Resolution Revolution

At the end of every year, the masses talk about making resolutions for the New Year.

  • Lose weight!
  • Stop smoking!
  • Go to the gym!
  • Win the lottery!
  • Achieve Inbox Zero! (O.K., so maybe that’s not on everyone’s list. Yes, that was one of mine in the past. Sigh.)

The issue with resolutions made like this is that the novelty often wears off quickly. The next thing you know, you’re wearing sweatpants on the couch, eating frozen cookie dough and watching reruns of Hogan’s Heroes while lambasting yourself for breaking all of those promises to yourself by January 3rd. Not that I’m talking from personal experience. (It was reruns of Law & Order.)

I’m not a big fan of resolutions. They’re often hollow, made under peer pressure duress, and don’t have lasting effects on your life. So, three years ago, I decided to create my own resolutions - ones that I knew I would keep:

Be fearless. Rock harder. Laugh lots. Love the world. Listen closely. Kiss more.

I’ve been mostly successful with these resolutions, because they didn’t require me to be something different… just more of who I already was. (The “be fearless” resolution is tough, but I’m definitely facing my fears this days.)

It’s time to add some more resolutions and so I’m having a resolution revolution. Here are my new ones:

  • Breathe. You’d think that would be automatic, right? For the most part, it is. But there are days when diabetes just overwhelms me and I forget to stop and breathe deeply, thinking about the big picture. Do I rage bolus and risk the chance of crashing in the middle of the night? Breathe. Do I eat all the things in my pantry to bring up a bad low? Breathe.
  • Eat. It’s not a secret that I have food issues. This coming year, I’m going to be searching out foods that make my stomach feel good (not queasy) and my blood sugars more stable. More vegetables, more complex carbohydrates, more options for snacking. I’m curious about Dr. Weil’s anti-inflammation pyramid and how those types foods can be better integrated into my life. (Most of my diabetes complications are inflammatory based, including my frozen shoulder, trigger fingers, and the like.)
  • Drink. More water.  I totally need to cut back on the Diet Coke with Splenda and start chugging good old fashioned water. Better skin, better hydration, better Dexcom readings (dehydration can do a number on a CGM), and overall, better health. I suffer from a complete lack of ability to pull a glass out of the cupboard and fill it up with cold water, but could crack an ice cold can of soda in my sleep. Speaking of…
  • Sleep. Parenting without diabetes causes sleep deprivation. Diabetes causes sleep deprivation. I’m finding that the combination has me dragging myself out of bed and dumping my face into a few cups of coffee before I utter a word. This year, I’m going to focus on what I can change: less overnight lows and highs so the Dexcom doesn’t blare. The nights that I’ve been able to sleep without a peep (or would that be a beep) from my G4 has done wonders for my stress level. Now, if The Kid could also learn that 2:30a is really not the time to have a discussion about balloon animals (like she did last night with me), we’d all be able to be rested.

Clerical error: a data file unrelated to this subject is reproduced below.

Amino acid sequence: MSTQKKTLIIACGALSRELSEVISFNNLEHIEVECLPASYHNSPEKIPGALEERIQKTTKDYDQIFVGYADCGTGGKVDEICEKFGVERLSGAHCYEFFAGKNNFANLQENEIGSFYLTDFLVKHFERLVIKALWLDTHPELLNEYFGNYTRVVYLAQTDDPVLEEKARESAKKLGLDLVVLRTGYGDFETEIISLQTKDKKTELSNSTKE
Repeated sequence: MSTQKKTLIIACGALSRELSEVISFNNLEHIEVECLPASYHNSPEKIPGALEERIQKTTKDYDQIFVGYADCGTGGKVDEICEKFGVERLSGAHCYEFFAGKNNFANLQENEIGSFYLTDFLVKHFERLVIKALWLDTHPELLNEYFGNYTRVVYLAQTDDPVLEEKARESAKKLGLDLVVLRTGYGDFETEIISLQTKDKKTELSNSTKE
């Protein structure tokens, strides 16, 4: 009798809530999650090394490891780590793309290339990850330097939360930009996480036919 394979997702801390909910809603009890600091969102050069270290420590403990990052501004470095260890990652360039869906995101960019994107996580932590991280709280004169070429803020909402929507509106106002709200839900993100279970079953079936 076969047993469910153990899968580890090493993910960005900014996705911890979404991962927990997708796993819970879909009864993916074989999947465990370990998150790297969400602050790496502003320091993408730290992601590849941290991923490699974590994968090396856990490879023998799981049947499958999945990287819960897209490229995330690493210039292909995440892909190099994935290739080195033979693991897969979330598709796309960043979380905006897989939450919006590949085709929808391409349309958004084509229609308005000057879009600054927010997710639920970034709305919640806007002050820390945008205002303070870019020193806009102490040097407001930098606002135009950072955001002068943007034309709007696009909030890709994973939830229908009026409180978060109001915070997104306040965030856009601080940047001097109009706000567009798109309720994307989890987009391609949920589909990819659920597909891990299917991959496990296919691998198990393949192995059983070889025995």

• Open My Eyes. There is so much in the diabetes sphere to look at more closely: research, technology, advocacy, complications, and the diabetes online community. This year, I’m going to keep my eyes open and search out where I can best make a difference. And then… make that difference.

What are your resolutions for your life? I’m not making these resolutions for just 2014… and yours shouldn’t be fleeting, either. Join me in the resolution revolution….

Don’t you know it’s gonna be alright…



  1. Katy

    I’m staying tuned no matter what, but how awesome would it be for the quasi-hipster D-parent contingent if you did like a one-week paleo experiment on yourself? I mean, if you were a reality tv show and

  2. StephenS

    Hi- I’m not big on resolutions either, for the reasons you describe. However, there are two things I really want to do in 2014: 1) Complete another triathlon (a short, “sprint” triathlon), and 2) I really want to put together a diabetes support/meetup group in my area. Don’t know if these will happen, but I’m ready to try as hard as I can to make them happen. Thanks

  3. Scott E

    Sounds like a great list! And if you find the secret to drinking more water (and less coffee), please do tell. It’s a real challenge of mine, and my CGM ends up being the scapegoat.

    Or if you learn how to be sure you win the lottery…that’s helpful too. Happy New Year!

  4. Gaz

    Try and keep my variouse health problems at bay and visit Nepa/Kathmandu and mot just fly there like i did 5 times in 2013 and had to stay on plane while we picked up crew and passengers

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